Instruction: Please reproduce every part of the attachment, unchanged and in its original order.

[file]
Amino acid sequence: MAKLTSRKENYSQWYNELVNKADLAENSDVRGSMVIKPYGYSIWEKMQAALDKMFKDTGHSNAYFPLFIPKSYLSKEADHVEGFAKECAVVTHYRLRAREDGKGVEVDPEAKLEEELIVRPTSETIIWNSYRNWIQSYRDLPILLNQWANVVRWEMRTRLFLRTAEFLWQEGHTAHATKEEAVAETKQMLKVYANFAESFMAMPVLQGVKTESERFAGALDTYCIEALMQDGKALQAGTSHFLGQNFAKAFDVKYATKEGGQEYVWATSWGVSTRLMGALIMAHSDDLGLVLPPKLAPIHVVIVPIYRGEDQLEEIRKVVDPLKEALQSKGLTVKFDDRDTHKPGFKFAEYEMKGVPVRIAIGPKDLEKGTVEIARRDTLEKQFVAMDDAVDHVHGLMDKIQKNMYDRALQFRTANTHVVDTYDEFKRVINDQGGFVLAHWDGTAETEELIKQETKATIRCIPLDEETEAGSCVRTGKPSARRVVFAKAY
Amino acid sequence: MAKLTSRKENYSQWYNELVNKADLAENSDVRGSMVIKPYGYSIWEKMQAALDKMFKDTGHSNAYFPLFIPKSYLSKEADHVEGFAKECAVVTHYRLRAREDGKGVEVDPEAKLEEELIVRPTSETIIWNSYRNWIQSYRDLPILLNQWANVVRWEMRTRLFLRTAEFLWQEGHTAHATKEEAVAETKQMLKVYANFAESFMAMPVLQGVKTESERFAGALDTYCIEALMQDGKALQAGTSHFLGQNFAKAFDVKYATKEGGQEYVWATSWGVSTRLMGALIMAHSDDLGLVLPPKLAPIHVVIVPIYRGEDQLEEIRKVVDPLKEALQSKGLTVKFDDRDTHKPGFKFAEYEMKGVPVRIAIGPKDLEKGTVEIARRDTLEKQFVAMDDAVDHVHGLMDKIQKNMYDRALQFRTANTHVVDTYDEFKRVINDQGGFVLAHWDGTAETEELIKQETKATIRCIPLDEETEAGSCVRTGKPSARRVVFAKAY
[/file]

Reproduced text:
Amino acid sequence: MAKLTSRKENYSQWYNELVNKADLAENSDVRGSMVIKPYGYSIWEKMQAALDKMFKDTGHSNAYFPLFIPKSYLSKEADHVEGFAKECAVVTHYRLRAREDGKGVEVDPEAKLEEELIVRPTSETIIWNSYRNWIQSYRDLPILLNQWANVVRWEMRTRLFLRTAEFLWQEGHTAHATKEEAVAETKQMLKVYANFAESFMAMPVLQGVKTESERFAGALDTYCIEALMQDGKALQAGTSHFLGQNFAKAFDVKYATKEGGQEYVWATSWGVSTRLMGALIMAHSDDLGLVLPPKLAPIHVVIVPIYRGEDQLEEIRKVVDPLKEALQSKGLTVKFDDRDTHKPGFKFAEYEMKGVPVRIAIGPKDLEKGTVEIARRDTLEKQFVAMDDAVDHVHGLMDKIQKNMYDRALQFRTANTHVVDTYDEFKRVINDQGGFVLAHWDGTAETEELIKQETKATIRCIPLDEETEAGSCVRTGKPSARRVVFAKAY
Amino acid sequence: MAKLTSRKENYSQWYNELVNKADLAENSDVRGSMVIKPYGYSIWEKMQAALDKMFKDTGHSNAYFPLFIPKSYLSKEADHVEGFAKECAVVTHYRLRAREDGKGVEVDPEAKLEEELIVRPTSETIIWNSYRNWIQSYRDLPILLNQWANVVRWEMRTRLFLRTAEFLWQEGHTAHATKEEAVAETKQMLKVYANFAESFMAMPVLQGVKTESERFAGALDTYCIEALMQDGKALQAGTSHFLGQNFAKAFDVKYATKEGGQEYVWATSWGVSTRLMGALIMAHSDDLGLVLPPKLAPIHVVIVPIYRGEDQLEEIRKVVDPLKEALQSKGLTVKFDDRDTHKPGFKFAEYEMKGVPVRIAIGPKDLEKGTVEIARRDTLEKQFVAMDDAVDHVHGLMDKIQKNMYDRALQFRTANTHVVDTYDEFKRVINDQGGFVLAHWDGTAETEELIKQETKATIRCIPLDEETEAGSCVRTGKPSARRVVFAKAY